London is synonymous with water. From the River Thames flowing through its city centre, to the lakes and tributary streams stretching across the suburbs.
But as the city has become more urbanised, there are fewer green spaces to absorb water when it rains. Instead of slowly being absorbed into the soil, now, when it rains, runoff is flushed rapidly into the ageing sewer network which can become overwhelmed during storms, leading to surface water flooding. Many of London’s rivers, like the Effra and Peck in south London, were also culverted – buried and hidden underground – in the early 1800s. Instead of conveying runoff during storms and providing wildlife habitats, these ‘Lost Rivers’ have been relegated to the city’s sewer system.
But building ever larger sewers is expensive and unsustainable. So, in the London Borough of Southwark, the Council is taking a Sustainable Drainage Systems (SuDS) approach to managing surface water by working with, or mimicking, natural processes to slow down and clean surface water.
Southwark Council initiated the Greener Delawyk scheme in partnership with the London Wildlife Trust and the Delawyk Crescent Residents Association to implement green infrastructure, including SuDS, at a Council-owned housing estate. Delawyk Crescent is dominated by impermeable surfaces and the existing green spaces which consisted of grass verges could do with some enhancement. By retrofitting multifunctional SuDS features and using depaving, the scheme has helped to create greener spaces for residents and wildlife to enjoy, whilst reducing flood risk locally. The scheme consisted of three main elements: a rain garden, de-paving and a mini-wildflower meadow, and permeable paving footpaths.
The benefits of SuDS go beyond managing flood risk, enhancing biodiversity, and delivering localised air quality and microclimate improvements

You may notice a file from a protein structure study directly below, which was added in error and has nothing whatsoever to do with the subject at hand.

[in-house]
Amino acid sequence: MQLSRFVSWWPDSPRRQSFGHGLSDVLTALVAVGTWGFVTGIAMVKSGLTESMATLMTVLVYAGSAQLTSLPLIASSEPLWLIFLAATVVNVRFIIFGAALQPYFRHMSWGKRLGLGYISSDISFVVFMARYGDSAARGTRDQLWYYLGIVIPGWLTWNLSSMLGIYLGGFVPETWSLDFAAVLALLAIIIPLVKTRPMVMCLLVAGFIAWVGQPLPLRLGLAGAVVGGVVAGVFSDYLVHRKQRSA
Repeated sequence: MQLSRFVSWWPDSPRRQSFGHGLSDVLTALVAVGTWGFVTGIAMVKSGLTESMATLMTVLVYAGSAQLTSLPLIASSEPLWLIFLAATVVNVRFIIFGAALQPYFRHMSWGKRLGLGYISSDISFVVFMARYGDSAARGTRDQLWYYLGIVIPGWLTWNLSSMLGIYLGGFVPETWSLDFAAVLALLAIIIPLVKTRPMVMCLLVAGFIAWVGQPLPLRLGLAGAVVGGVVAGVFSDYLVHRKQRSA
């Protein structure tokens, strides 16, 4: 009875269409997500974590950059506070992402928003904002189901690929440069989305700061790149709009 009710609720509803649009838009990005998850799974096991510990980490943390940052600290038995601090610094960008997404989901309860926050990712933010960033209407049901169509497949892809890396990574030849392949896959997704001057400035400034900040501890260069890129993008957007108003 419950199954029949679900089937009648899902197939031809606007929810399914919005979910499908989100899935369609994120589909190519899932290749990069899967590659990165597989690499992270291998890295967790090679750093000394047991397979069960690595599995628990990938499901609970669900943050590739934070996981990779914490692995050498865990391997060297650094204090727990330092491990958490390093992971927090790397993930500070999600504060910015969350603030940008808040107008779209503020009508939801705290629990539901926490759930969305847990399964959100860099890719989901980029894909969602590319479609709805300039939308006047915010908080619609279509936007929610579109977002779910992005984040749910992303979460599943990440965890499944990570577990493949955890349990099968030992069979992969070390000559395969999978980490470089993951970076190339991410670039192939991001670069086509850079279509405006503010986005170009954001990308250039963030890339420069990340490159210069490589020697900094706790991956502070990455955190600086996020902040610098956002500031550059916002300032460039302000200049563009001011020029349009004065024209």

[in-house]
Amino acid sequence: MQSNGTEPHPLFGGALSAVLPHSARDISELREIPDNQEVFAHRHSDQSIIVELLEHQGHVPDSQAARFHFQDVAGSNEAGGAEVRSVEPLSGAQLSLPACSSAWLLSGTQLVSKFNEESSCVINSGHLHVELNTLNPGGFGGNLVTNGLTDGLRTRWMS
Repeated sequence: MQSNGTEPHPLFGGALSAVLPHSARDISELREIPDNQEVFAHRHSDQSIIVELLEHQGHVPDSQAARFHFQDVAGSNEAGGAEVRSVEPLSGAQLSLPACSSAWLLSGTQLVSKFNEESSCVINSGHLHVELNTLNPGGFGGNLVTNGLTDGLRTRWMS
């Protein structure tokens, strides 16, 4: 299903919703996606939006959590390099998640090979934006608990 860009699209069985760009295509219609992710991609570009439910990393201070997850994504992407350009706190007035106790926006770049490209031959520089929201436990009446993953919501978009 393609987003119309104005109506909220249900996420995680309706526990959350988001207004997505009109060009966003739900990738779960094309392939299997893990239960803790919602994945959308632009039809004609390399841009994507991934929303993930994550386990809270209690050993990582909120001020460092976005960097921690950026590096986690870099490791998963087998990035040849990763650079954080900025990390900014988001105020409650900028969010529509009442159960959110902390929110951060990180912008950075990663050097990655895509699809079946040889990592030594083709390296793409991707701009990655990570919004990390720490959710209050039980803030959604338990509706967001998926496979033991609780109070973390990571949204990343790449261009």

By installing approximately 270 m2 of new SuDS and enhanced green spaces, the scheme has delivered substantial benefits via relatively small-scale interventions. For instance, a downpipe draining a roof was diverted into the new 37 m2 rain garden bioretention system, which was planted with shrubs and flowers by residents. The rain garden provides both attenuation and water quality treatment by filtering stormwater through soils, before releasing it slowly into the sewer system.
Existing footpaths were also upgraded with permeable resin bound surfaces, whilst hardstanding areas were depaved and replaced with planting, allowing direct rainfall to infiltrate, and reducing runoff rates. This included planting a new 36 m2 wildflower meadow, a 20 m2 lawn, as well as removing hardstanding areas between existing beds and replacing with 74 m2 of new lawns with enhanced planting.
Delawyk Crescent is located in a Critical Drainage Area (CDA), where managing surface water flood risk is a priority. By providing local-scale stormwater attenuation, the Greener Delawyk scheme is helping to reduce peak flows of surface water entering the combined sewer system. At the other end of the scale are larger projects that Southwark is developing at Peckham Rye Park and Common, using green engineering in the form of earth bunds to protect local properties from flooding by holding back 15,000 m3 of surface water.
But the benefits of SuDS go beyond managing flood risk. The design focused on enhancing biodiversity and also delivers localised air quality and microclimate improvements, helping to reduce the urban heat island effect. The new multifunctional spaces have improved Delawyk Crescent for both residents and wildlife, whilst design consultations and planting events brought together local people and promoted social cohesion. The scheme was supported with a £50,000 grant from the Mayor of London’s Greener City Fund and £5,000 from Southwark Council’s Cleaner Greener Safer Fund. Considered ‘radical’ only a few years ago, SuDS are now on their way to becoming the new norm and Southwark is currently developing more of such schemes across several housing facilities in the borough.